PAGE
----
The term "heat treating" is usually used to describe the process of hardening steel, though it can mean several things, including hardening, softening, and stress relieving.
In this article, we'll use it to describe the hardening and tempering process for steel. This article includes some common terms as well as Liquid Hardening, Plate-Quenching and Air Hardening practices.
If you're curious about how to temper and harden a certain type of steel, check out our article on steel types and how to use them.
- Rapid cooling of a hot workpiece, usually through submerging in water or oil.
- The temperature where steel turns non-magnetic, right around the 1475°F (802°C) mark, carbon steel must be above this temperature before cooling to harden.
- Harden-able steel with a high carbon content, carbon content between 0.4% and 1.2%.
- Steel with a minimum Chromium content of 10.5%, allowing it to resist staining and corroding. Stainless knife steel is martensitic stainless steel, meaning it can be hardened.
- The layer of gas formed around a hot workpiece that prevents contact with the liquid when quenched.
- A chemically designed synthetic oil with optimal properties for proper heat treatment, the most common types being No. 50 (Park's 50), and AAA quench oil.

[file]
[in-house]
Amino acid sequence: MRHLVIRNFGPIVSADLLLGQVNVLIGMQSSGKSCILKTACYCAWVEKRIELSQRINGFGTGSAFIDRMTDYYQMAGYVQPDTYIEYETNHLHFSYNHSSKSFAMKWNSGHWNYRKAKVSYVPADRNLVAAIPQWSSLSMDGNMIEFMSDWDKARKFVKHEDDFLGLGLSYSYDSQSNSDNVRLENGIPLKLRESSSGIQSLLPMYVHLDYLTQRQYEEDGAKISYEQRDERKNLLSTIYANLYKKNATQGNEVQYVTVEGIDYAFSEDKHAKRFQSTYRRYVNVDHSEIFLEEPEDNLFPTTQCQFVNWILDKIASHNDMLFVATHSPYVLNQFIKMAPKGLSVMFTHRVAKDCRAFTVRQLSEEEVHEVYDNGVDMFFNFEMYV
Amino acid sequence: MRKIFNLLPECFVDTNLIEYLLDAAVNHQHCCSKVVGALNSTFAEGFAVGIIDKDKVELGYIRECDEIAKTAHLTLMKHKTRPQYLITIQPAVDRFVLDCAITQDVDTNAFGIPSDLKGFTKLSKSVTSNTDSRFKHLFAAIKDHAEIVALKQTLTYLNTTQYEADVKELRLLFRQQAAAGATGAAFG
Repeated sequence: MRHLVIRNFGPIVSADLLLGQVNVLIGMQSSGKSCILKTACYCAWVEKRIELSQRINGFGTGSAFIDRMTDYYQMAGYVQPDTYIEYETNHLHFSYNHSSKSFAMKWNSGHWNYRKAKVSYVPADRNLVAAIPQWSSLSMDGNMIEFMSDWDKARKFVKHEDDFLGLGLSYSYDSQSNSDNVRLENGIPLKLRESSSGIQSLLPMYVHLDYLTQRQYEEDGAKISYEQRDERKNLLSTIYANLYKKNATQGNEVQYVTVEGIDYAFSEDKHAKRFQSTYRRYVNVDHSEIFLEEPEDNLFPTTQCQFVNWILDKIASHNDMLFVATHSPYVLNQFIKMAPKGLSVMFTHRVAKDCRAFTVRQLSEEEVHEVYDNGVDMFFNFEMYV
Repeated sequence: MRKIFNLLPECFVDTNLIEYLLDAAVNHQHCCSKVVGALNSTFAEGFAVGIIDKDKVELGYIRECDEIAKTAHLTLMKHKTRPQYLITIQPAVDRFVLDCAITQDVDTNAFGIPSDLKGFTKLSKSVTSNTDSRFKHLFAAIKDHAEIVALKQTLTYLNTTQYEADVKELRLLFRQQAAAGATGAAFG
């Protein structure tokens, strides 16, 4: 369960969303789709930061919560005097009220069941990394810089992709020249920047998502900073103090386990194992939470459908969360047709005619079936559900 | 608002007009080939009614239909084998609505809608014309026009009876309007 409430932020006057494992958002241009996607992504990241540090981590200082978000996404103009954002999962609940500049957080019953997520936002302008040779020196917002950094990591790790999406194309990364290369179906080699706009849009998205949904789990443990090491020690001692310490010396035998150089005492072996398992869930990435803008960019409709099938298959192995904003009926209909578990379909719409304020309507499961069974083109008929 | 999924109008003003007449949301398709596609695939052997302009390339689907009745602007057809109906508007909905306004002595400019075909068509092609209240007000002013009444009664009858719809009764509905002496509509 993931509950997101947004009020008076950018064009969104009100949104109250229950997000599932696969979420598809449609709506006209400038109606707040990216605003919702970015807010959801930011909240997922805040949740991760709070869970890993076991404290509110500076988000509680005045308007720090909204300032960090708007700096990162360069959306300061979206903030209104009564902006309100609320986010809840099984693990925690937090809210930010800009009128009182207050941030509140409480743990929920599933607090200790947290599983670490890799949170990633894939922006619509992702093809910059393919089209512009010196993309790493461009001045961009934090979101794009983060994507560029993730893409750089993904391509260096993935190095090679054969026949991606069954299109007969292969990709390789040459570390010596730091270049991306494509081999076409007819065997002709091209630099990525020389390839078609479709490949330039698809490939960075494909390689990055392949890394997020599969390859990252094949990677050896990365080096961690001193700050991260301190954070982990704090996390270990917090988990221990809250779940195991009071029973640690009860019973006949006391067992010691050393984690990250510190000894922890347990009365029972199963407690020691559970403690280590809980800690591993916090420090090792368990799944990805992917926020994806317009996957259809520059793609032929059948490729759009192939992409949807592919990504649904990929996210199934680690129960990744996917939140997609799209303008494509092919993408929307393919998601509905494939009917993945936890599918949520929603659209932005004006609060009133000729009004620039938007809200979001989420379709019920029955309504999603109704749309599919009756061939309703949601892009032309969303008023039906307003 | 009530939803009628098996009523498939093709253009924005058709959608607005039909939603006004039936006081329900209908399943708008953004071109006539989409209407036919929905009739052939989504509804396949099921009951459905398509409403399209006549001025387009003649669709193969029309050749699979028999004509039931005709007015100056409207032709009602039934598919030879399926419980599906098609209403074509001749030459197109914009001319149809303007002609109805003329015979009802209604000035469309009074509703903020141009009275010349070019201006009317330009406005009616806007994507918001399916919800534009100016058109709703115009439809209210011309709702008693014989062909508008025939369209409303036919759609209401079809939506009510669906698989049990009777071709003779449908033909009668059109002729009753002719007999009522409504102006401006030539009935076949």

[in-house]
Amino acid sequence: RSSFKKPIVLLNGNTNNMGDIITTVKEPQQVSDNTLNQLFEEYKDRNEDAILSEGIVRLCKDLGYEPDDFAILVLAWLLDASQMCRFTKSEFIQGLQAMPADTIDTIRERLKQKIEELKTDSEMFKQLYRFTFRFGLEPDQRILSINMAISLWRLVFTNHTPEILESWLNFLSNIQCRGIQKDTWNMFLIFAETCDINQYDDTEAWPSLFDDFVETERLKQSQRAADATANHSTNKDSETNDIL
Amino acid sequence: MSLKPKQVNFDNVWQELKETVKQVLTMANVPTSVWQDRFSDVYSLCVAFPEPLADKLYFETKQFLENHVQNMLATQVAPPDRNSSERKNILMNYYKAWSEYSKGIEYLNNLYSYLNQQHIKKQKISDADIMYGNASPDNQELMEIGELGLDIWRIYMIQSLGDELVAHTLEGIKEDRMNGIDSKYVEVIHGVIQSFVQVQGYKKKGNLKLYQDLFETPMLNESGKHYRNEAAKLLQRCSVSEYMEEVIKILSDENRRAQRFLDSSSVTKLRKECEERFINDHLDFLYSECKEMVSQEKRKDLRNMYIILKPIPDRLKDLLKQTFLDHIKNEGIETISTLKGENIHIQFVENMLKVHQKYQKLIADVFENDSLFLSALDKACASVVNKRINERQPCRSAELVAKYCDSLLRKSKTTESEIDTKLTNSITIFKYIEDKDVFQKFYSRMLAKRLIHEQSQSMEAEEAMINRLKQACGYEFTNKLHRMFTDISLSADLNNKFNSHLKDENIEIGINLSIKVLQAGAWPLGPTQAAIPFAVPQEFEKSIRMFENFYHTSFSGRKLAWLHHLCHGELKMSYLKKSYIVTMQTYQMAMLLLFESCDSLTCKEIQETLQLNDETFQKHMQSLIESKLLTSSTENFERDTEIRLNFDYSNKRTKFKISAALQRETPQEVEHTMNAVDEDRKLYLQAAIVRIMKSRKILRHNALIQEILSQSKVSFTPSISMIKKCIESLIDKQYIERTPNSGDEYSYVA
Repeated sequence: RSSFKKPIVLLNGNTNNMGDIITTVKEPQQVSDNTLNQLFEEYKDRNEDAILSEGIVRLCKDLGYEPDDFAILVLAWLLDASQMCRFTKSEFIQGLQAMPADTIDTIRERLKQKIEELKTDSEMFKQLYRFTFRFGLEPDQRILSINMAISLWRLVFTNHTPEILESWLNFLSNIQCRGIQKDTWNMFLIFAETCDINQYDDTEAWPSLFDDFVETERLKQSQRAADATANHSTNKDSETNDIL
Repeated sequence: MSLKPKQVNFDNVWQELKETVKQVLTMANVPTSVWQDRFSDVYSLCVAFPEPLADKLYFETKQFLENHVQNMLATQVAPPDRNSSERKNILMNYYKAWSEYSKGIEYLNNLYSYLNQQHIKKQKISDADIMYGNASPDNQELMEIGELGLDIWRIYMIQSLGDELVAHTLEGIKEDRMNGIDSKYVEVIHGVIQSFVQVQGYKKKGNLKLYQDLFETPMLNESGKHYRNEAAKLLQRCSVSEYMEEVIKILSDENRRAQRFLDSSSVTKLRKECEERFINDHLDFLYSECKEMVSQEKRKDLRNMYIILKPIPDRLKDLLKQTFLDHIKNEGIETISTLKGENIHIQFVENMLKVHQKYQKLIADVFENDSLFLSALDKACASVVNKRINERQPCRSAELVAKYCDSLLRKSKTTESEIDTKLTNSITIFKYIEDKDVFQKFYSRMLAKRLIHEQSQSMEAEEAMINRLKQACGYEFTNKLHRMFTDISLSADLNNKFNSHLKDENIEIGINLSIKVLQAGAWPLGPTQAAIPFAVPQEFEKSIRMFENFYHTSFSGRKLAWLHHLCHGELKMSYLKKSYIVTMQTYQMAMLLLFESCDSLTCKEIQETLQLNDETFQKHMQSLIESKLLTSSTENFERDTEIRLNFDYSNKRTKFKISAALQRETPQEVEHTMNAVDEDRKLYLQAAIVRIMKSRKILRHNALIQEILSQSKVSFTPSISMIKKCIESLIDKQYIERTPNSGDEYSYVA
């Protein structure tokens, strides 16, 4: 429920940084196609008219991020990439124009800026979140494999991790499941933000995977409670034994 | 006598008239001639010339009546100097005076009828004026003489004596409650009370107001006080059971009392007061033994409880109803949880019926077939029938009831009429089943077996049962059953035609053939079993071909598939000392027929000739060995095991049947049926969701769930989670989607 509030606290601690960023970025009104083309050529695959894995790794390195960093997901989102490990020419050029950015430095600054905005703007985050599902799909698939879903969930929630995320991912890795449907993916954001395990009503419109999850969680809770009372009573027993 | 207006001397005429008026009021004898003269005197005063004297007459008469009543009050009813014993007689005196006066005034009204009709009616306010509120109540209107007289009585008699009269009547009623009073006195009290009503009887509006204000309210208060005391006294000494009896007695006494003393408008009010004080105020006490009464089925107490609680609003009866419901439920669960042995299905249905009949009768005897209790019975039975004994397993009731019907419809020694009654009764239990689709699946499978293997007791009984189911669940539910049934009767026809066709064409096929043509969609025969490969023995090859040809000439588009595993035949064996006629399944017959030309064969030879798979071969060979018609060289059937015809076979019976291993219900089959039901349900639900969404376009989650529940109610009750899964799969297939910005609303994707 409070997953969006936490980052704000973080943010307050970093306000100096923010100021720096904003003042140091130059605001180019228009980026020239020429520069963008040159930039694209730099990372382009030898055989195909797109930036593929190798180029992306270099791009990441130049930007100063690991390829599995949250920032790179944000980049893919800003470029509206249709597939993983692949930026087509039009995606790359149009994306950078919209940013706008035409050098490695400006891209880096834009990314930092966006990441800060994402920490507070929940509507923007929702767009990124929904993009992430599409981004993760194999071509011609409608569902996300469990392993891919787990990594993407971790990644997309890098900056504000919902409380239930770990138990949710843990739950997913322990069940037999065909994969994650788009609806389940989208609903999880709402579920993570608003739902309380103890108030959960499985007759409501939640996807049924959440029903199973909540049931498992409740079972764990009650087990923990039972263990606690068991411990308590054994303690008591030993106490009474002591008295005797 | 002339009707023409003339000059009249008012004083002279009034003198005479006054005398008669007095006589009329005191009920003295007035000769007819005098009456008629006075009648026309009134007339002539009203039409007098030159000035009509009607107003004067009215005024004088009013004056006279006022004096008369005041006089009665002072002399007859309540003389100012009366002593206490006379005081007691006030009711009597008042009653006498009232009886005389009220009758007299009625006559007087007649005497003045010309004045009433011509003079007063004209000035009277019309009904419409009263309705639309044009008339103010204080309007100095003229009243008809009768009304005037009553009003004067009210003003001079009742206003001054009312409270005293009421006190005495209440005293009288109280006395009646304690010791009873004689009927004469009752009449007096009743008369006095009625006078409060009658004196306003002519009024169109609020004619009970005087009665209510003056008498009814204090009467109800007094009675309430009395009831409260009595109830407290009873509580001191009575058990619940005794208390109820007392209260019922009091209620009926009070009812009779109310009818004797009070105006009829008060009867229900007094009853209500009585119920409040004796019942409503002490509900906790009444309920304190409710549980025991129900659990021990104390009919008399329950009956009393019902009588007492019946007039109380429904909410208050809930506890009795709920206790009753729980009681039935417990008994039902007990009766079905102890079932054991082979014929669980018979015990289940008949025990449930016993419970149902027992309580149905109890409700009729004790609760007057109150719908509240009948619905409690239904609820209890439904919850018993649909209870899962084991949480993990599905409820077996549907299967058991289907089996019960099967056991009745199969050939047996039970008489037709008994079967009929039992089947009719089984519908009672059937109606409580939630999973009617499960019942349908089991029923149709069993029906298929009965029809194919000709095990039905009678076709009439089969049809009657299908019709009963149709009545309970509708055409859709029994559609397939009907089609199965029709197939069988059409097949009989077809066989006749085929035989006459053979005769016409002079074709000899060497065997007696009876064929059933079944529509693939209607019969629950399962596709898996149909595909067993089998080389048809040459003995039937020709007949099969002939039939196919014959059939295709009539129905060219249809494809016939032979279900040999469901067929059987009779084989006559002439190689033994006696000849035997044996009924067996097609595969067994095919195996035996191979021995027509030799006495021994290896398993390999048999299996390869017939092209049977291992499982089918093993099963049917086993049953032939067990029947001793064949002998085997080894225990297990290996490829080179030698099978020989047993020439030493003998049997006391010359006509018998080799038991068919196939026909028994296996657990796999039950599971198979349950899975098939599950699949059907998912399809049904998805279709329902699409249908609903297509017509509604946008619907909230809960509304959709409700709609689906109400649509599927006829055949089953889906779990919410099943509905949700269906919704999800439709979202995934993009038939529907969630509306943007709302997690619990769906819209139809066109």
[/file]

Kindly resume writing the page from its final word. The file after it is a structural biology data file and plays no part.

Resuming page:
Normalizing and Thermal Cycles
- The process of heating and cooling a workpiece to relieve stress and refine internal grain structures.
The most common hardening technique for blacksmiths and bladesmiths is liquid hardening; the vast majority of steels that forge easily are oil or water hardening steels, most of which are oil hardening. This means that steel that taken above the critical temperature will harden when quenched. Oil is the more common of the two, as it is a more gentle and controllable process than water quenching, especially on a blade.
Water quenching is more violent due to the much faster cooling rate than oil. As a 1500°F blade is quenched in a liquid, the liquid converts into its gaseous state, forming a "vapor jacket" around the hot blade. The thinner the liquid, the faster the vapor jacket is shed from the blade, due to having less resistance to rise to the surface, and the quicker it cools the blade. A quicker quench usually results in a harder blade, though it will have more internal stress, which can manifest through warping, twisting, splitting, or cracking. This is one of the reasons why we recommend preheating most quenching oil to a specific temperature; the warmer the oil, the faster it cools the blade. Water will always be far thinner than oil, and as such, the vapor jacket (steam) sheds much quicker than in oil, resulting in a speedier quench.